This hike has been delayed…

It happens to the best of us. No matter how cautious we are, we can end up sidelined for an injury, illness, or other emergency. I’d been hiking along without any major issues for over 1,300 miles and WHAM! I managed to get a bad case of poisonous plant exposure. I’m not certain which plant – ivy, sumac, or oak – because I know what those look like and cautiously avoid touching any of them. Actually, I avoid letting any plant touch my exposed skin unless I know exactly what I am touching, like blackberries! I wear l0ng pants and crew socks to protect my legs, too, since many times these plants grow along the edges of the trail and are hard to avoid.

Contact dermatitis

Based on the locations of the rashes, (yes, rashes with an s) I can only think that I came into contact with whatever plant when I was climbing through the branches of a blowdown over last weekend.  There were a several blowdowns recently in Virginia because of the heavy rains and thunderstorms. Some of them were simple to climb over or under a trunk. A few had open enough branches across the trail that I could push my way through and remain on trail. Others required traipsing through a side trail, because there was no way to get over, under, or through the obstacle. Whenever I was exposed, it touched several places on my arms, neck, hands, and back where a few leaves must have gotten between my pack and shirt.  It also must have gotten under one of my trekking pole straps, because my wrist and the back of my hand got the brunt of the rash that extends down my forearm. A large blister formed right on my wrist, too.

So, I had a telehealth appointment with my doctor back home and he sent a good steroid prescription to a local pharmacy. Fortunately, I zeroed at a good friend’s home last week before this breakout and she was able to open her home to me again. I love visiting with her and her family! I’m just antsy to get back on trail. Especially since it’s not really a hiking injury, just awful rashes and some blisters that I don’t want to break open and get infected in the forest.

Taking it all in stride

Before this hitch happened, I was hiking along splendidly in northern Virginia, Shenandoah National Park, and central Virginia.  Remember a few posts ago when I said experienced hikers were telling me that I would be flying along when I got down here? I’m happy to say that until this disruption, they were right! I am amazed at how easy the miles are and how quickly I’m covering ground without really trying. Up north, my default pace was around 1.5 mph. Down here, I’m easily doing over 2 mph. (Just a sec, I need to knock on wood so I don’t jinx myself for the rest of the south.)

The first week back was really hot and humid. I still made decent mileage every day, but was cautious about water and overexerting myself.  I took long breaks to cool off at shelters or in towns when necessary.

I really enjoyed hiking through the Shennys. It was still warm and humid, but I was racking up the miles last week! I had my longest day with 20.4 miles followed by another decent day of 15.2 miles. (Did I mention I am STILL getting stronger?) A few days later, I took a zero at my friend’s home and came back to the trail to add another 18.2. I was fortunate to enjoy my 20 miler and 15 miler with a section hiker, Gonzo. We had a well-matched pace and knocked out the 20 miler in about 9 hours, despite the heat and humidity. Overall, this was my biggest mileage week, even with the zero!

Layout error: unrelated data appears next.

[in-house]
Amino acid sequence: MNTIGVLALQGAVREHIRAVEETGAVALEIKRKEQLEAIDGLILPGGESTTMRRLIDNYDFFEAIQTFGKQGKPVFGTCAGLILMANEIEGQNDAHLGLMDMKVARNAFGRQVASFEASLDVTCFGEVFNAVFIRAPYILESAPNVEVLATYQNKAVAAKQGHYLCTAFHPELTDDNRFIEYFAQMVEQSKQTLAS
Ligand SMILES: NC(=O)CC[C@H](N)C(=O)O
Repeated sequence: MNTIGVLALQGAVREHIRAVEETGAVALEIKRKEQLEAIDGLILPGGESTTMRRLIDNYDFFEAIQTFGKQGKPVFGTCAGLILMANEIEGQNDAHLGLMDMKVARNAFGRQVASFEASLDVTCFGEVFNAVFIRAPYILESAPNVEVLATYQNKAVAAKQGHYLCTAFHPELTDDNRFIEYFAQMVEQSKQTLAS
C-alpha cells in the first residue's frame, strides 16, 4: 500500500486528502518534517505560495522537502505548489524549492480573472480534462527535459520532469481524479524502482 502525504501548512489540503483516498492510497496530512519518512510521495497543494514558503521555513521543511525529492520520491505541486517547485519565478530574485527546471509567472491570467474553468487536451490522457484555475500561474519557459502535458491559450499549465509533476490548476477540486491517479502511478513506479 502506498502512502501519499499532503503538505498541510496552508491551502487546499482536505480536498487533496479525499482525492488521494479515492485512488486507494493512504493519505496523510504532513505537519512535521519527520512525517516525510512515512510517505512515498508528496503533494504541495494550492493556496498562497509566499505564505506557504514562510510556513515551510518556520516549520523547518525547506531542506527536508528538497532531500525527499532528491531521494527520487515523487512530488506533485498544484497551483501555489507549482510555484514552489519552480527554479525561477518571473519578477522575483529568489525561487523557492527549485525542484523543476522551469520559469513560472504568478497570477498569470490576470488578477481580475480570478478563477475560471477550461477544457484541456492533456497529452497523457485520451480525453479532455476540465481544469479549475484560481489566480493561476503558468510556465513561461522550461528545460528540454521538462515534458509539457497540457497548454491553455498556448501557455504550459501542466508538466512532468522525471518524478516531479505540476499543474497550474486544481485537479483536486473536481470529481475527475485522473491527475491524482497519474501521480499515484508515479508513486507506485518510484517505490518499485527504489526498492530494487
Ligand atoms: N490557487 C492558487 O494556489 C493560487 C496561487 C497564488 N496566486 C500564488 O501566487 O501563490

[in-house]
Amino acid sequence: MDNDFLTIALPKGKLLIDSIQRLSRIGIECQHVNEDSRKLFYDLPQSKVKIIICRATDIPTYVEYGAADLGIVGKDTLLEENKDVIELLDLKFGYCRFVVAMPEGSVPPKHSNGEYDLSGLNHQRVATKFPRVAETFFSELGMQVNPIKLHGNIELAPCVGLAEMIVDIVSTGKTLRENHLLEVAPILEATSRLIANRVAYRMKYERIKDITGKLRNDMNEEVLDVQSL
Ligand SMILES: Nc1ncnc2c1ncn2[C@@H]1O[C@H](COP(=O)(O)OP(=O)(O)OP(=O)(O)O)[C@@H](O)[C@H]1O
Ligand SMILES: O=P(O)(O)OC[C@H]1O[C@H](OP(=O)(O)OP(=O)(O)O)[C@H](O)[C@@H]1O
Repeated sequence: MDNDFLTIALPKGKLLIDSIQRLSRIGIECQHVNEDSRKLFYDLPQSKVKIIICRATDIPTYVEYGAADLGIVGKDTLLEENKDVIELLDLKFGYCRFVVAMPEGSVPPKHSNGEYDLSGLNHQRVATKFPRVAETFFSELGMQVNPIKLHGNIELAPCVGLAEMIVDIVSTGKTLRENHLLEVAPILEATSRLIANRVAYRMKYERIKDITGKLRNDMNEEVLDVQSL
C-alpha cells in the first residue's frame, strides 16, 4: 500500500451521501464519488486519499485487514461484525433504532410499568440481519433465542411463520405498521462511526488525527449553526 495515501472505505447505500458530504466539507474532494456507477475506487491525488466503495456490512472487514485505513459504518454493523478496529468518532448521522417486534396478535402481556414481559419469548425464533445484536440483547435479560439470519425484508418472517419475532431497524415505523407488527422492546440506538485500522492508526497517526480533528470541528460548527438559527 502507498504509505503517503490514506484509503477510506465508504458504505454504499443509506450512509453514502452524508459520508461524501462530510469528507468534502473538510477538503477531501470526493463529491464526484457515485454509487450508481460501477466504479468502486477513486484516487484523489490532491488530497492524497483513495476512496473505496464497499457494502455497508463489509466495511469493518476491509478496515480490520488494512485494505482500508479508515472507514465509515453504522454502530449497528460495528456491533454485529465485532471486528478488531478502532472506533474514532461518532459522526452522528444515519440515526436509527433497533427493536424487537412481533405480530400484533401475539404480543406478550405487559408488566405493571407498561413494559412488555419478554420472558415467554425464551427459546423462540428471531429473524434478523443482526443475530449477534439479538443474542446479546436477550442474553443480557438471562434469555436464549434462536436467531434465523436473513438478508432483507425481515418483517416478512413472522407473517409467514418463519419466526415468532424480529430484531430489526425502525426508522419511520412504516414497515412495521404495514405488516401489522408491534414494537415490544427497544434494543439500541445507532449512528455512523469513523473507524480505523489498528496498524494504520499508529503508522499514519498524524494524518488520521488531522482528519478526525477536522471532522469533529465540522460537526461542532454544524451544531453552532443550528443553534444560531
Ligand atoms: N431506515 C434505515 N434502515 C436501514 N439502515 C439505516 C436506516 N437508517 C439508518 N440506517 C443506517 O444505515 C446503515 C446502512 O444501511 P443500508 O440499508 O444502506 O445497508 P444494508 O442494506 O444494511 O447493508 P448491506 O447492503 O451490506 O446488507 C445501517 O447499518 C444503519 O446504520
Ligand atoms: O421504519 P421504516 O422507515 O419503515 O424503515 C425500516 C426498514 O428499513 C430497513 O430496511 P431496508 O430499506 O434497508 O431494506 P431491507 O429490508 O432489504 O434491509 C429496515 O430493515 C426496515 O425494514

Avoiding other trail hazards

As much as I have to be cautious about the heat and humidity in August, the snakes really love it! On Sunday, I saw a small northern water snake that had no interest in leaving the trail. On Monday, the day of our big miles, Gonzo caught up to me right after I encouraged a rattler to move off-trail. It had been sunning itself on a rock on the trail. I gave the rattler space, took some pics, and tapped my poles on a rock which resulted in a warning rattle.  Then I tossed a few sticks into the brush a few feet in front of it. It got the hint and moved along. Gonzo called my name a few moments after I passed the sunny rock and I warned him, but the rattlesnake had moved far enough into the underbrush that Gonzo couldn’t see it.

The next day, we came across another rattler sunning itself in the warm dirt of the trail. This one was a bit bigger but had no interest in our tapping poles (other than rattling at us), or anything we tossed into the brush to encourage it to investigate. Finally, after waiting it out 10 minutes, a NOBO hiker came along with his dog. We warned him of the snake, so he removed his pack, tied his dog to the pack, and cautiously came forward to investigate the situation. We told him we had been waiting a good 10 minutes. This brave (foolish?) hiker extended his trekking pole all the way, reached way out, and gently nudged the snake. A few minutes later, the rattler moved along, rattling its tail a few times, and we were able to safely pass. Whew! That was a close one. I don’t know that I could or would do that.

Getting back on track

I’m hoping I can get these rashes, especially the blistering ones, healed up so I can get back on trail over the weekend. Maybe I’ll have more big mile days and weeks with all of this rest. In the meantime, I’m walking around town every day to keep moving, and enjoying the evenings with her and her family. What would be the most challenging part of being forced off-trail for you?

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Comments 1

  • Tinkerbomb : Aug 20th

    I’m really enjoying your posts Kristine! Thanks for the photos too, they’re absolutely gorgeous. I sure hope your rash clears up soon – aloe vera can be very soothing & after it dries put some calamine lotion over the rash. I’m looking forward to your next post! -Nan aka Tinkerbomb


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